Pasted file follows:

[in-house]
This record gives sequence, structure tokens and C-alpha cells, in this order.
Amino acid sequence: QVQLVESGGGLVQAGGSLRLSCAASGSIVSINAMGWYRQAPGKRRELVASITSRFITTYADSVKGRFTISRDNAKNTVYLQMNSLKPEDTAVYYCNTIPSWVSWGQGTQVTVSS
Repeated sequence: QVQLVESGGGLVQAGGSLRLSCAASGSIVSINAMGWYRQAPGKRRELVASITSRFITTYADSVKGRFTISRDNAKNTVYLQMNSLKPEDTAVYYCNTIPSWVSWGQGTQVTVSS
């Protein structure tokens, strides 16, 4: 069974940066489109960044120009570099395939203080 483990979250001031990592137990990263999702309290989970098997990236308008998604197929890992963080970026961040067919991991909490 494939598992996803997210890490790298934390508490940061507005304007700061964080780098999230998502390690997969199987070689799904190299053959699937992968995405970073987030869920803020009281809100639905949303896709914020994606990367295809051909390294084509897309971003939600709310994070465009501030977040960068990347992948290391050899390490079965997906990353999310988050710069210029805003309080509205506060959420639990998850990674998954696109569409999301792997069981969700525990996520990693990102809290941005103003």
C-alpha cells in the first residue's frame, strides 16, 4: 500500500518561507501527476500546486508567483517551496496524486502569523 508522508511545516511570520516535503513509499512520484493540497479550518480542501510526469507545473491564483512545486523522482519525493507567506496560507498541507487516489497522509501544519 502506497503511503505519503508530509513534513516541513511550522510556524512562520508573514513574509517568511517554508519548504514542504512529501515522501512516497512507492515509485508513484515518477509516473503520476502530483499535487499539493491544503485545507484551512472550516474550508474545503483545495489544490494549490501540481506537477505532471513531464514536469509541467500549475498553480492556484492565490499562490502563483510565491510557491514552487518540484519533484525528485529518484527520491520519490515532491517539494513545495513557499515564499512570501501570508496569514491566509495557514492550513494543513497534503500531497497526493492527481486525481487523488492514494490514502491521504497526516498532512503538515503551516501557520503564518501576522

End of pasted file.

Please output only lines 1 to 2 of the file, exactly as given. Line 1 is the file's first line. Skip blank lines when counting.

[in-house]
This record gives sequence, structure tokens and C-alpha cells, in this order.